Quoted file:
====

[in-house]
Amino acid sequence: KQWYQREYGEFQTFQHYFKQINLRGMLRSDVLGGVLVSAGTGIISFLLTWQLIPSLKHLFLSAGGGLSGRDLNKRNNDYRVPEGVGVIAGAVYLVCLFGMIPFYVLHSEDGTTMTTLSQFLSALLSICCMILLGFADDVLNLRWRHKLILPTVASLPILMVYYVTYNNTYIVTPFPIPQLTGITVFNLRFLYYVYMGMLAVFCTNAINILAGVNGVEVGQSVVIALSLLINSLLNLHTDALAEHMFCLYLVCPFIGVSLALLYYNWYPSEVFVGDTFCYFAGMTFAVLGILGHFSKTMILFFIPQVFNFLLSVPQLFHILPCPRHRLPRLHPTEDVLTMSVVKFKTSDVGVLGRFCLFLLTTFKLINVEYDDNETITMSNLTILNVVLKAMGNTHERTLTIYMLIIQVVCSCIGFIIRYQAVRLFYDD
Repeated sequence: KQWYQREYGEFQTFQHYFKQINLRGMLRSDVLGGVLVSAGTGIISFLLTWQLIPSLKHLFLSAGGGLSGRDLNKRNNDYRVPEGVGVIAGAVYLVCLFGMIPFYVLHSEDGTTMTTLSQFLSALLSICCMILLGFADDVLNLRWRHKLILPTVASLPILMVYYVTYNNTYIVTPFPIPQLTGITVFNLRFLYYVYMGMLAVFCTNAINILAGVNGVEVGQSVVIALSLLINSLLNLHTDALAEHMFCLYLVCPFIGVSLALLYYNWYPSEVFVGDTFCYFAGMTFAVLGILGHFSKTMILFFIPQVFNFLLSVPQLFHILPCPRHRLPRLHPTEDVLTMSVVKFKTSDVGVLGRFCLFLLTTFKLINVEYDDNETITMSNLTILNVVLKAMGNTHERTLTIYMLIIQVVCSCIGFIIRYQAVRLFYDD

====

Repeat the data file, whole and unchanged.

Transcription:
[in-house]
Amino acid sequence: KQWYQREYGEFQTFQHYFKQINLRGMLRSDVLGGVLVSAGTGIISFLLTWQLIPSLKHLFLSAGGGLSGRDLNKRNNDYRVPEGVGVIAGAVYLVCLFGMIPFYVLHSEDGTTMTTLSQFLSALLSICCMILLGFADDVLNLRWRHKLILPTVASLPILMVYYVTYNNTYIVTPFPIPQLTGITVFNLRFLYYVYMGMLAVFCTNAINILAGVNGVEVGQSVVIALSLLINSLLNLHTDALAEHMFCLYLVCPFIGVSLALLYYNWYPSEVFVGDTFCYFAGMTFAVLGILGHFSKTMILFFIPQVFNFLLSVPQLFHILPCPRHRLPRLHPTEDVLTMSVVKFKTSDVGVLGRFCLFLLTTFKLINVEYDDNETITMSNLTILNVVLKAMGNTHERTLTIYMLIIQVVCSCIGFIIRYQAVRLFYDD
Repeated sequence: KQWYQREYGEFQTFQHYFKQINLRGMLRSDVLGGVLVSAGTGIISFLLTWQLIPSLKHLFLSAGGGLSGRDLNKRNNDYRVPEGVGVIAGAVYLVCLFGMIPFYVLHSEDGTTMTTLSQFLSALLSICCMILLGFADDVLNLRWRHKLILPTVASLPILMVYYVTYNNTYIVTPFPIPQLTGITVFNLRFLYYVYMGMLAVFCTNAINILAGVNGVEVGQSVVIALSLLINSLLNLHTDALAEHMFCLYLVCPFIGVSLALLYYNWYPSEVFVGDTFCYFAGMTFAVLGILGHFSKTMILFFIPQVFNFLLSVPQLFHILPCPRHRLPRLHPTEDVLTMSVVKFKTSDVGVLGRFCLFLLTTFKLINVEYDDNETITMSNLTILNVVLKAMGNTHERTLTIYMLIIQVVCSCIGFIIRYQAVRLFYDD